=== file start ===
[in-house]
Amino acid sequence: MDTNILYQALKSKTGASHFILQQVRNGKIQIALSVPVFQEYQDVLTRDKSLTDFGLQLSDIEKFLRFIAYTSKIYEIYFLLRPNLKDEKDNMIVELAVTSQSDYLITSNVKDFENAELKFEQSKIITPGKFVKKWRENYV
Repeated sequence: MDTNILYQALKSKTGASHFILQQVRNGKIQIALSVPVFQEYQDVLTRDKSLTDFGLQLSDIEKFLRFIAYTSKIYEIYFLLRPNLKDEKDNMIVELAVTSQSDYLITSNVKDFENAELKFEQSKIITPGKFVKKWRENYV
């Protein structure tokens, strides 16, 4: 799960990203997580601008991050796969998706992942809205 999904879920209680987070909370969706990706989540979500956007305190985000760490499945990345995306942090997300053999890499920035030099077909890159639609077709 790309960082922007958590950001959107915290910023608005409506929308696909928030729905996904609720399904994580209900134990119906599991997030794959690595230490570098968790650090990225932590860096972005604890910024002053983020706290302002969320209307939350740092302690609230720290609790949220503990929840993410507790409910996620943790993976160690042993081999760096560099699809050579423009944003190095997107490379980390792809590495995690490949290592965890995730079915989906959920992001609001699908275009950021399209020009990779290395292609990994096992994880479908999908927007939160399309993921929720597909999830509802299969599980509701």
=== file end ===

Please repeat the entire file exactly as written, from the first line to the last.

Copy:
[in-house]
Amino acid sequence: MDTNILYQALKSKTGASHFILQQVRNGKIQIALSVPVFQEYQDVLTRDKSLTDFGLQLSDIEKFLRFIAYTSKIYEIYFLLRPNLKDEKDNMIVELAVTSQSDYLITSNVKDFENAELKFEQSKIITPGKFVKKWRENYV
Repeated sequence: MDTNILYQALKSKTGASHFILQQVRNGKIQIALSVPVFQEYQDVLTRDKSLTDFGLQLSDIEKFLRFIAYTSKIYEIYFLLRPNLKDEKDNMIVELAVTSQSDYLITSNVKDFENAELKFEQSKIITPGKFVKKWRENYV
């Protein structure tokens, strides 16, 4: 799960990203997580601008991050796969998706992942809205 999904879920209680987070909370969706990706989540979500956007305190985000760490499945990345995306942090997300053999890499920035030099077909890159639609077709 790309960082922007958590950001959107915290910023608005409506929308696909928030729905996904609720399904994580209900134990119906599991997030794959690595230490570098968790650090990225932590860096972005604890910024002053983020706290302002969320209307939350740092302690609230720290609790949220503990929840993410507790409910996620943790993976160690042993081999760096560099699809050579423009944003190095997107490379980390792809590495995690490949290592965890995730079915989906959920992001609001699908275009950021399209020009990779290395292609990994096992994880479908999908927007939160399309993921929720597909999830509802299969599980509701």